Palliative Care (PC) aims to provide whole person care to patients with life-limiting illnesses. It includes attention to physical, psychological, emotional and spiritual aspects of symptoms as well as facilitating communication to establish goals of care. Telemedicine has been a growing interest in the field of PC, as a means of using technology to provide community-based specialty palliative care to our vulnerable patients with a serious illness who otherwise live in areas with no existing PC programs.
However, the unexpected advent of COVID-19 has greatly accelerated our specialty’s use of technology, in both the in-patient and outpatient setting. The COVID-19 pandemic resulted in many staff being furloughed or asked to work remotely from home, in an effort to decrease staff exposure and conserve PPE. While previously, PC teams have looked to technology to expand access to palliative care in the community setting, PC teams are now using similar technology to bring palliative care to hospitalized patients (1, 2, 3).
Previous studies of Tele-palliative care have focused on the feasibility of using virtual visits to accomplish symptom management and facilitate goals of care conversations. The use of technology by the Palliative interdisciplinary team (IDT; including palliative social worker, chaplain, nurse) to facilitate sessions focusing on non-pharmacological modalities & interventions for pain and non-pain symptoms has not been widely described.
At our institution, our palliative IDT members were also quick to embrace technology as a way to be able to continue to provide whole person care for our patients admitted to the hospital during the COVID-19 pandemic. At the height of the pandemic over Spring 2020, strict visitor policies were in place and many patients had increased anxiety and distress due to the isolation of being in the hospital without loved ones present. In addition, some of our IDT staff, including our palliative social worker, were asked to work remotely from home. Virtual visits were therefore performed via video platforms and phone encounters.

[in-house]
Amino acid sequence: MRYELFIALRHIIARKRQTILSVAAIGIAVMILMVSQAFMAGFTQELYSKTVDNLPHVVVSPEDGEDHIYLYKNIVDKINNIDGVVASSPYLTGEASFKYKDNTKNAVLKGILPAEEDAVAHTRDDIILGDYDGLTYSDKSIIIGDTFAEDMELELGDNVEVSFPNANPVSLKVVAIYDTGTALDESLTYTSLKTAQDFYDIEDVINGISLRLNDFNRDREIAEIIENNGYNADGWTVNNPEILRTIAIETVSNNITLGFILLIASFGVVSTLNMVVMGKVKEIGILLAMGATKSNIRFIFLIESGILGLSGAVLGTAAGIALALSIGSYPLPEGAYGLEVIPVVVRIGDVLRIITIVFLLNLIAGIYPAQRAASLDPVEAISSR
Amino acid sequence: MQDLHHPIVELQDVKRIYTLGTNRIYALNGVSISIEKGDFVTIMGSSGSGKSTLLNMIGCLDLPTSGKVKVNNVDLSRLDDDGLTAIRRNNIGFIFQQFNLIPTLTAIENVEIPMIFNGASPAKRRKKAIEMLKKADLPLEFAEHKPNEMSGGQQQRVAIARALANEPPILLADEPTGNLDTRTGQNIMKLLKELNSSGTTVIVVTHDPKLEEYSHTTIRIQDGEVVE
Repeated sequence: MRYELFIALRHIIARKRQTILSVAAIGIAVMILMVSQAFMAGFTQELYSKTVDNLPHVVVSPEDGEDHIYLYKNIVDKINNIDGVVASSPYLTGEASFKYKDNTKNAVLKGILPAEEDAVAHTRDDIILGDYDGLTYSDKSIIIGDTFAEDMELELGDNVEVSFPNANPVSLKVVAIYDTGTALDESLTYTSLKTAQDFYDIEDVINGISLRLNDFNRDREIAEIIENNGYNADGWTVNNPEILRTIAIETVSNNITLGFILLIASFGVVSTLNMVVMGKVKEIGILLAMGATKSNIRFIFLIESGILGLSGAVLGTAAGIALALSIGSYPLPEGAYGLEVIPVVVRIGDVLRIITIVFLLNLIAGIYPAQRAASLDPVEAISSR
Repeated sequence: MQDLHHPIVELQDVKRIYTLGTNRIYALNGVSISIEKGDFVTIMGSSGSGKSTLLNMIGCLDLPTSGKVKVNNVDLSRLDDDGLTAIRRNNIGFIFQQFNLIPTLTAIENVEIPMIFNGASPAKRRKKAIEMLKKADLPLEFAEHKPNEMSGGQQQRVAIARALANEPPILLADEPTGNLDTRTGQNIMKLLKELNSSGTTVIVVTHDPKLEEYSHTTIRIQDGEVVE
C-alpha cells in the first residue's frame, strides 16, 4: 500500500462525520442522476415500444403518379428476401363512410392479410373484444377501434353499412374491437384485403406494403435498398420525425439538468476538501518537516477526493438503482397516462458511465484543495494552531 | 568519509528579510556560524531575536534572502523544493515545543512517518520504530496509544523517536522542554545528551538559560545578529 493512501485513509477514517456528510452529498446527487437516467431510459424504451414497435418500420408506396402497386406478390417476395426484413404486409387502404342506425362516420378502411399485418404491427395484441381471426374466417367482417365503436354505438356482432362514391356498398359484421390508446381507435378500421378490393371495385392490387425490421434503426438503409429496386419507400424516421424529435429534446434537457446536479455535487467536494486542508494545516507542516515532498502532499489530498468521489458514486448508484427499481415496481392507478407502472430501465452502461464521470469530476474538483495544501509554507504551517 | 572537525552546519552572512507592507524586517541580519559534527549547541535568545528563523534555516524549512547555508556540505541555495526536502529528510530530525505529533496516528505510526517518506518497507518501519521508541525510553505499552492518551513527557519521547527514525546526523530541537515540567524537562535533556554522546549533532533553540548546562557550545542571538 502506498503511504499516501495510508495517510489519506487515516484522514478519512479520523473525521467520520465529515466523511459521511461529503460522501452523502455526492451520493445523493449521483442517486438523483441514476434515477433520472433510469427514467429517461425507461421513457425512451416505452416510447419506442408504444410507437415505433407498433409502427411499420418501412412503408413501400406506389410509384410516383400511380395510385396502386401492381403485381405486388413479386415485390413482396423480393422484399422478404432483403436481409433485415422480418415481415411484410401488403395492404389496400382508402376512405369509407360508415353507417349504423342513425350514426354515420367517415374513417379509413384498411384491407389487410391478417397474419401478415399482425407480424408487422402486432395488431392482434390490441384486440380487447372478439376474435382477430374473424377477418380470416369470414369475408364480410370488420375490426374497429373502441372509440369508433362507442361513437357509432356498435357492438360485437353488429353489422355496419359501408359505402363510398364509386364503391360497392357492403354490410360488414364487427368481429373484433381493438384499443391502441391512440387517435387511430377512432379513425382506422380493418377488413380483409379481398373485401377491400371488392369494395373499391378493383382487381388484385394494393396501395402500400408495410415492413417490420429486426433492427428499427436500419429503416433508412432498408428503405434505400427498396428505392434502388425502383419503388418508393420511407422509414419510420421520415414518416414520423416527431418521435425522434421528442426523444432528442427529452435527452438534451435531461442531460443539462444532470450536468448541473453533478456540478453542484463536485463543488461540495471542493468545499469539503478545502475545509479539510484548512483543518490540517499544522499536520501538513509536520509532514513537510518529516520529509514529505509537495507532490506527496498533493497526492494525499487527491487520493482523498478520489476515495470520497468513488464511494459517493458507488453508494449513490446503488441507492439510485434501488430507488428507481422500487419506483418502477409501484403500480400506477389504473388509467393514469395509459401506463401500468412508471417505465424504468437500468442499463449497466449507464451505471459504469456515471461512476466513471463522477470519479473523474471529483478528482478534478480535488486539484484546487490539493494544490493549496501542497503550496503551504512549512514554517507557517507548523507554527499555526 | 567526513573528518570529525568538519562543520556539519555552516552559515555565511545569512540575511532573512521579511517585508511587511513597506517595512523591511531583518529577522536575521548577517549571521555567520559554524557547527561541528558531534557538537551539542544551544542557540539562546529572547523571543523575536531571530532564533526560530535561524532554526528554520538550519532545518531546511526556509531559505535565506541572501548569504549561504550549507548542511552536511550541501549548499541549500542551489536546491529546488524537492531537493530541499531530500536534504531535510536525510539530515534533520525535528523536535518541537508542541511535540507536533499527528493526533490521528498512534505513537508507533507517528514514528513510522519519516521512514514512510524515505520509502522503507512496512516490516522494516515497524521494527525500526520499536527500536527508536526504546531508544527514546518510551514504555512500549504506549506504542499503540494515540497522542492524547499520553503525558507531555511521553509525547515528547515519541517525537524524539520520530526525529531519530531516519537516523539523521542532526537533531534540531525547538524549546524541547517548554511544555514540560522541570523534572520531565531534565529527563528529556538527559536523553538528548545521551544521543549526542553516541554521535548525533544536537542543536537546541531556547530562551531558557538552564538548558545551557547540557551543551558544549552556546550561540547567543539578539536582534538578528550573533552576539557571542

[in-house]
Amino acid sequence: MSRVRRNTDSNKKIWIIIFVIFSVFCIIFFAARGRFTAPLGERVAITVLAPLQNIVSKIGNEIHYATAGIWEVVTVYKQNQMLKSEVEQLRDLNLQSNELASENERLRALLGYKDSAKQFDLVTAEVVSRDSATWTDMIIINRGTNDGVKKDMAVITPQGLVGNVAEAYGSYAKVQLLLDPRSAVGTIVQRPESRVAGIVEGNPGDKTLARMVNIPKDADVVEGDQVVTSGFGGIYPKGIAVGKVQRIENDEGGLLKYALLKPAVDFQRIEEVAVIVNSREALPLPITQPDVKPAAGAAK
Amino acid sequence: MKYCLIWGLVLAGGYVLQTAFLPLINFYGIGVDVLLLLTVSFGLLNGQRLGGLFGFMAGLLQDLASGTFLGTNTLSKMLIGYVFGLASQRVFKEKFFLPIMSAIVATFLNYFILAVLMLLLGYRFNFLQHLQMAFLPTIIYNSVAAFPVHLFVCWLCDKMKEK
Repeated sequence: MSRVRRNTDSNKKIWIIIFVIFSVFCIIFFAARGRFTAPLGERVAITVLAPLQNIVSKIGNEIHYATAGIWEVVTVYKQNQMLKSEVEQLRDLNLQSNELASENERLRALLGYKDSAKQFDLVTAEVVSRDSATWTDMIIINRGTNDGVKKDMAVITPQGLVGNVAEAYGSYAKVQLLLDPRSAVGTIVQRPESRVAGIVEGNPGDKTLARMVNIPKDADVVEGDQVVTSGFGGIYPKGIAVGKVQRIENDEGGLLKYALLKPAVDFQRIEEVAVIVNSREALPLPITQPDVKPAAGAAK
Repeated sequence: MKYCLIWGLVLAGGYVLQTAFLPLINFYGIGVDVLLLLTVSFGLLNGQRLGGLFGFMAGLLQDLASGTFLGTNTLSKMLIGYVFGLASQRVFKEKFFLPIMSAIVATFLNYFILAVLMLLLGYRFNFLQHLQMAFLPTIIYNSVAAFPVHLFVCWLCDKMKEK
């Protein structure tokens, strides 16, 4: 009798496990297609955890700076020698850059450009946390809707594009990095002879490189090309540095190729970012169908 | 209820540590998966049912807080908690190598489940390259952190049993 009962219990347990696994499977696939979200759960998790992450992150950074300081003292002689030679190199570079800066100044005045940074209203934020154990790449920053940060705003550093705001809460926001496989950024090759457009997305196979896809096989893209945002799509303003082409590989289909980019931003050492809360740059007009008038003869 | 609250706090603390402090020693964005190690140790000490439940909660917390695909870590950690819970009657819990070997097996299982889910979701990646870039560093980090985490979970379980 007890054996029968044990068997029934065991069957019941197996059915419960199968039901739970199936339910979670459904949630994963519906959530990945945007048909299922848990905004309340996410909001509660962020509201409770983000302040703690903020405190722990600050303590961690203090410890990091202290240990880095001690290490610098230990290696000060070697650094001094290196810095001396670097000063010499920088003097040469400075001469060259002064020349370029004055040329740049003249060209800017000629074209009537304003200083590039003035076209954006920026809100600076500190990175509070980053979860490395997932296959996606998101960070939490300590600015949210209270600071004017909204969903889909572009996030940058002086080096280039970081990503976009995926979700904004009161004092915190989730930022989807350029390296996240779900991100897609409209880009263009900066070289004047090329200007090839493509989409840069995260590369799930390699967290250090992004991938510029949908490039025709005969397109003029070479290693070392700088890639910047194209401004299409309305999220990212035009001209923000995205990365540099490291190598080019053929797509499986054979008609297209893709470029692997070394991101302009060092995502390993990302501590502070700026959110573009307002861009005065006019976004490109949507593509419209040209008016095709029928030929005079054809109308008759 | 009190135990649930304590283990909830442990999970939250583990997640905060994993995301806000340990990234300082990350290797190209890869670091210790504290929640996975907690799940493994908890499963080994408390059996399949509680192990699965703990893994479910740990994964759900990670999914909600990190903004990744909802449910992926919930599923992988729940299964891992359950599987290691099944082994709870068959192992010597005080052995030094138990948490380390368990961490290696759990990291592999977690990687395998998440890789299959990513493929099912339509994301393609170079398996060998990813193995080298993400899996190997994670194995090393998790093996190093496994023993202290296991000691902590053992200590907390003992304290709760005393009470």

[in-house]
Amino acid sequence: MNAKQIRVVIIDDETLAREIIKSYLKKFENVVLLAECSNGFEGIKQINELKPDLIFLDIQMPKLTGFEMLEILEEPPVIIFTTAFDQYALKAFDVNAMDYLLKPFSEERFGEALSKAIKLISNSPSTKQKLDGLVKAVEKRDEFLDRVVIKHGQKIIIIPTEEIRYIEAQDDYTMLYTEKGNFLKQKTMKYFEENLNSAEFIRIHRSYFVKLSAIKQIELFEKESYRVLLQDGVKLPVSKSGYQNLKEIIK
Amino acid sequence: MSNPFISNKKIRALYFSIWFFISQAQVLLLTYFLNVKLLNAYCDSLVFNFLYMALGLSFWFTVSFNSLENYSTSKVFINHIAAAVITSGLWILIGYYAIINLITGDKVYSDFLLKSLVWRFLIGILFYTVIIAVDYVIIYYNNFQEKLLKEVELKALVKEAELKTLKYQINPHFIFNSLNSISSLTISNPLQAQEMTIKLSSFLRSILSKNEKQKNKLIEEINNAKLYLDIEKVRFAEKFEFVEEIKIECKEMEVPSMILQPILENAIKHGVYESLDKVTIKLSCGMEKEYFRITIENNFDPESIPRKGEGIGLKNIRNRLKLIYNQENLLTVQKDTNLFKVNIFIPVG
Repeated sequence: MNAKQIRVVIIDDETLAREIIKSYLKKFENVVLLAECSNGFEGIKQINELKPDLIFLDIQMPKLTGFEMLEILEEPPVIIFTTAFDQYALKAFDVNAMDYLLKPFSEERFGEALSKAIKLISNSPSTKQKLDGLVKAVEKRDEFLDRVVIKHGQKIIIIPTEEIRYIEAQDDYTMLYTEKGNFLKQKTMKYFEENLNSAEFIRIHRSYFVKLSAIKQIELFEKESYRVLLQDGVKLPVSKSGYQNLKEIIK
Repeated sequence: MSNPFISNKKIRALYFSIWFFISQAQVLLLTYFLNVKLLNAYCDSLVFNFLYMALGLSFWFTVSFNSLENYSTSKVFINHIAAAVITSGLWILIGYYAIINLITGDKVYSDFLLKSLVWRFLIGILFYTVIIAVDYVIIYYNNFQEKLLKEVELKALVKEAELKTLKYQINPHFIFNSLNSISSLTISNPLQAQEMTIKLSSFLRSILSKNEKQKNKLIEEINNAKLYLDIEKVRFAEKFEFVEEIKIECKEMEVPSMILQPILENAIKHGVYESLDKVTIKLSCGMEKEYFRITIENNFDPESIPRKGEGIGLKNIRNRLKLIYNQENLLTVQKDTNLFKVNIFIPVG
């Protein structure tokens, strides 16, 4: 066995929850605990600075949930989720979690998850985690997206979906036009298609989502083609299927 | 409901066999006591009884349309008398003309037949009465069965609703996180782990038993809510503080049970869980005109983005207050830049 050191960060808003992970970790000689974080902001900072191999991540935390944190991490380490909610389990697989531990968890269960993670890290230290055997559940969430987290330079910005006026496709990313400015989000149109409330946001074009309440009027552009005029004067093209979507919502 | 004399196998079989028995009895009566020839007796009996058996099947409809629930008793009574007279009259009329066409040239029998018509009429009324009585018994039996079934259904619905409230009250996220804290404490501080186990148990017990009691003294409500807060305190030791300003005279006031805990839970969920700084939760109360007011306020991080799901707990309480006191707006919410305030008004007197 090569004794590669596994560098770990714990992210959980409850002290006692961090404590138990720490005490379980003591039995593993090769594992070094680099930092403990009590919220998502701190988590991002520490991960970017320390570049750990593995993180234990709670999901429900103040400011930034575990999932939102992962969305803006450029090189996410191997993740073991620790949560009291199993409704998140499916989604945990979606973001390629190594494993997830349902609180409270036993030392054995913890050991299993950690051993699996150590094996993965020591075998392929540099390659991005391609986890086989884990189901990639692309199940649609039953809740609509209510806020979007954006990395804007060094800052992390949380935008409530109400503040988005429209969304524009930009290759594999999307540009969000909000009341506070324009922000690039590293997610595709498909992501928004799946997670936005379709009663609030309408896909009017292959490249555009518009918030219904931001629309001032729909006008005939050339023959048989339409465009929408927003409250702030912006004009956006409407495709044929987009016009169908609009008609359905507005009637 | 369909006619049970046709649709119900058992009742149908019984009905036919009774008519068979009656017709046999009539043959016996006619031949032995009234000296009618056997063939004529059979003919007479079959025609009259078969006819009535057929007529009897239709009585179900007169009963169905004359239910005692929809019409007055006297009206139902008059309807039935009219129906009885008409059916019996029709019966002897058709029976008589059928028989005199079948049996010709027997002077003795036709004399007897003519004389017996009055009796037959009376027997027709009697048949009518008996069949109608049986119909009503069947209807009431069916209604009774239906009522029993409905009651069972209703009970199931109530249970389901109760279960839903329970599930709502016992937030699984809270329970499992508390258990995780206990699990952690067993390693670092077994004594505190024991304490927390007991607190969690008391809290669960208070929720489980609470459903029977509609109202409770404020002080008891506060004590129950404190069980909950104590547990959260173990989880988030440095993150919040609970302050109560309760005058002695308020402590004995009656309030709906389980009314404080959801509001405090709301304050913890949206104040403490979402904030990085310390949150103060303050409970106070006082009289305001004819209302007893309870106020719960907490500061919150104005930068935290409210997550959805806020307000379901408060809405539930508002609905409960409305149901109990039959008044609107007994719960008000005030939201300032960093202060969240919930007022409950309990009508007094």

For our patients with COVID-19 with increased anxiety, emotional distress and dyspnea, our IDT quickly realized that our usual ‘talk therapy’ was not effective as many of these patients were unable to hold long conversations due to their dyspnea. However, we found that other complementary non-pharmacological interventions such as guided imagery, guided meditation and prayer could effectively be facilitated via virtual platforms.
Here we use a case-based approach to reflect on our palliative IDT’s experience using virtual platforms to facilitate guided imagery sessions as a non-pharmacological intervention for anxiety, pain and non-pain symptoms in hospitalized patients in the era of COVID-19.
Guided Imagery Background
Our thoughts, feelings, beliefs, and attitudes can all either positively or negatively affect our biological functioning. Similarly, what we do with our physical body, impacts our mental state, demonstrating the interrelationship that exists between the mind and the body (4). Mind-body practices work to enhance the positive effect this interrelationship has on one’s body and mind. Guided imagery is one example of a mind-body practice that can impact how common symptoms are experienced. Guided imagery is an approach that uses the power of the mind to support healing of the mind, body, and spirit. This therapeutic approach uses gentle phrases and words to evoke sensations to help one heal and can be a powerful way to positively influence emotions and thoughts (5). Imagery refers to perceptions that come through any of the senses (sights, smells, sounds, tastes, and feels) (6, 7).
Guided imagery can be implemented in numerous ways including: practitioners objectively guiding patients to explore their inner resources, audio recordings in the form of CDs, DVDs, mobile phone apps, or internet-based resources. Through each of these approaches, patients are reminded that their most powerful tools, their mind and breath, are always with them. Guided imagery provides a simple, safe and cost-effective strategy to help ease emotional and physical distress. (8).
Case Descriptions: Stories from four patients
Our IDT members have been able to facilitate guided imagery sessions via video platforms with patients with COVID-19 and also with patients admitted during the pandemic for serious illness unrelated to COVID-19. For each consultation, the patient was initially assessed by a Palliative clinician. If it was felt that IDT involvement would be beneficial, the clinician would then discuss the case further with the Palliative IDT. Prior to each session, our team would initially ensure that the patient had an institution supplied roving tablet in the room. We would then co-ordinate with the bedside nurse for a suitable time to call into the room. The bedside nurses were extremely helpful with adjusting volumes and screen heights to ensure that both parties could see and hear each other via the video platforms.